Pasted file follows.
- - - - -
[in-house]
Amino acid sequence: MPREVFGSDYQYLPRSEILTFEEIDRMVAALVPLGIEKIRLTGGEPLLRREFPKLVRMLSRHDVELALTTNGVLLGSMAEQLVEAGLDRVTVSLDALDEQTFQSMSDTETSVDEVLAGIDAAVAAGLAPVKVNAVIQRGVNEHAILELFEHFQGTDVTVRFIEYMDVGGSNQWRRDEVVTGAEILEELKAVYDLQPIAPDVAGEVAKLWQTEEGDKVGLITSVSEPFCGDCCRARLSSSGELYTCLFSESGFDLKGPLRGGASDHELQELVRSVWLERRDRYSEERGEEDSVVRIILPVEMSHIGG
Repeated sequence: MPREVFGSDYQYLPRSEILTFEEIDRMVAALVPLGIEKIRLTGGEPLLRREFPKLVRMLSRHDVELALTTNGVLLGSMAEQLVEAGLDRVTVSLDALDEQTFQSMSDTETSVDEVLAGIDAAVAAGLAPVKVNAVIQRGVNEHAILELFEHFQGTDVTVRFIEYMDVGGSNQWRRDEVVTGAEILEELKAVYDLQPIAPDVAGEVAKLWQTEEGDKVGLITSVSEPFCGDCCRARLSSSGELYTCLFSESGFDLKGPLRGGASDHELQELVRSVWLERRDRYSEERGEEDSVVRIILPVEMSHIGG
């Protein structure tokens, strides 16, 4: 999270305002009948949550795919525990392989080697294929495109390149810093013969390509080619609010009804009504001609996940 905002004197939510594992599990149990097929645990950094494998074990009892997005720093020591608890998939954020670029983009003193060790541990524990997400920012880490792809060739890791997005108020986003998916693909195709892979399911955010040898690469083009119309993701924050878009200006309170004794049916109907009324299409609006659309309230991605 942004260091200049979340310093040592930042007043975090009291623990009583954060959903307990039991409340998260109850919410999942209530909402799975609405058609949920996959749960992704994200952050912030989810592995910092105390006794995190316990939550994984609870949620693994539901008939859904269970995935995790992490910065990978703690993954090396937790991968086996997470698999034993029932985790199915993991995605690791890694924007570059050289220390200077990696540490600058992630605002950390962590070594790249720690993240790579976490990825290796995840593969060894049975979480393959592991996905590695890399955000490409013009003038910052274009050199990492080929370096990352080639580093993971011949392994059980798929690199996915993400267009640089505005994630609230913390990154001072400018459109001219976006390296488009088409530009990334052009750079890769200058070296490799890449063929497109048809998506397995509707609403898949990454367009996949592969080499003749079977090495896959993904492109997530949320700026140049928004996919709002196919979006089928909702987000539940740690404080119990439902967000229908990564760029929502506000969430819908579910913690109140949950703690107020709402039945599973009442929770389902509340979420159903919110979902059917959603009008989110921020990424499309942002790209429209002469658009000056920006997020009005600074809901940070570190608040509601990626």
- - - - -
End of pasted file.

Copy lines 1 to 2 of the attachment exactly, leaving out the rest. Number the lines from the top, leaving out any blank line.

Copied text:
[in-house]
Amino acid sequence: MPREVFGSDYQYLPRSEILTFEEIDRMVAALVPLGIEKIRLTGGEPLLRREFPKLVRMLSRHDVELALTTNGVLLGSMAEQLVEAGLDRVTVSLDALDEQTFQSMSDTETSVDEVLAGIDAAVAAGLAPVKVNAVIQRGVNEHAILELFEHFQGTDVTVRFIEYMDVGGSNQWRRDEVVTGAEILEELKAVYDLQPIAPDVAGEVAKLWQTEEGDKVGLITSVSEPFCGDCCRARLSSSGELYTCLFSESGFDLKGPLRGGASDHELQELVRSVWLERRDRYSEERGEEDSVVRIILPVEMSHIGG